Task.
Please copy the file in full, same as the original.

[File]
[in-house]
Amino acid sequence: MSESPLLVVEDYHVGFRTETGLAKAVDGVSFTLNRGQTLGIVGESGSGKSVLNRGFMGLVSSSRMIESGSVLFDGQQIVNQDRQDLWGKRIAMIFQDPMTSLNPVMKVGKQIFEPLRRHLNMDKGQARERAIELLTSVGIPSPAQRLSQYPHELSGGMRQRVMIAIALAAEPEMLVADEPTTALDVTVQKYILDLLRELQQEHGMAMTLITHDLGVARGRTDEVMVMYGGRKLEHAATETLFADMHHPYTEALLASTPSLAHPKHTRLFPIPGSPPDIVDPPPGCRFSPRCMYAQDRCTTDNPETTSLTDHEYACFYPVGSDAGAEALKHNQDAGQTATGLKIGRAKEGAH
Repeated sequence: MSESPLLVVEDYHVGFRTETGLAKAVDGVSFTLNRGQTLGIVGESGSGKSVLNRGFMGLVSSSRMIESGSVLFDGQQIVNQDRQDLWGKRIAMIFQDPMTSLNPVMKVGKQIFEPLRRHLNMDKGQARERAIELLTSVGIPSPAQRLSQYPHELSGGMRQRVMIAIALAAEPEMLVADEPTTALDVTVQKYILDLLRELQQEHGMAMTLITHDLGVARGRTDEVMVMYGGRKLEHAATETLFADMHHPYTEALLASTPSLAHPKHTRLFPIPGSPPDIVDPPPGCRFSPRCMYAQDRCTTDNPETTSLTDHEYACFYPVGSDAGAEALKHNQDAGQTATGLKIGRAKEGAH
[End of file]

[in-house]
Amino acid sequence: MSESPLLVVEDYHVGFRTETGLAKAVDGVSFTLNRGQTLGIVGESGSGKSVLNRGFMGLVSSSRMIESGSVLFDGQQIVNQDRQDLWGKRIAMIFQDPMTSLNPVMKVGKQIFEPLRRHLNMDKGQARERAIELLTSVGIPSPAQRLSQYPHELSGGMRQRVMIAIALAAEPEMLVADEPTTALDVTVQKYILDLLRELQQEHGMAMTLITHDLGVARGRTDEVMVMYGGRKLEHAATETLFADMHHPYTEALLASTPSLAHPKHTRLFPIPGSPPDIVDPPPGCRFSPRCMYAQDRCTTDNPETTSLTDHEYACFYPVGSDAGAEALKHNQDAGQTATGLKIGRAKEGAH
Repeated sequence: MSESPLLVVEDYHVGFRTETGLAKAVDGVSFTLNRGQTLGIVGESGSGKSVLNRGFMGLVSSSRMIESGSVLFDGQQIVNQDRQDLWGKRIAMIFQDPMTSLNPVMKVGKQIFEPLRRHLNMDKGQARERAIELLTSVGIPSPAQRLSQYPHELSGGMRQRVMIAIALAAEPEMLVADEPTTALDVTVQKYILDLLRELQQEHGMAMTLITHDLGVARGRTDEVMVMYGGRKLEHAATETLFADMHHPYTEALLASTPSLAHPKHTRLFPIPGSPPDIVDPPPGCRFSPRCMYAQDRCTTDNPETTSLTDHEYACFYPVGSDAGAEALKHNQDAGQTATGLKIGRAKEGAH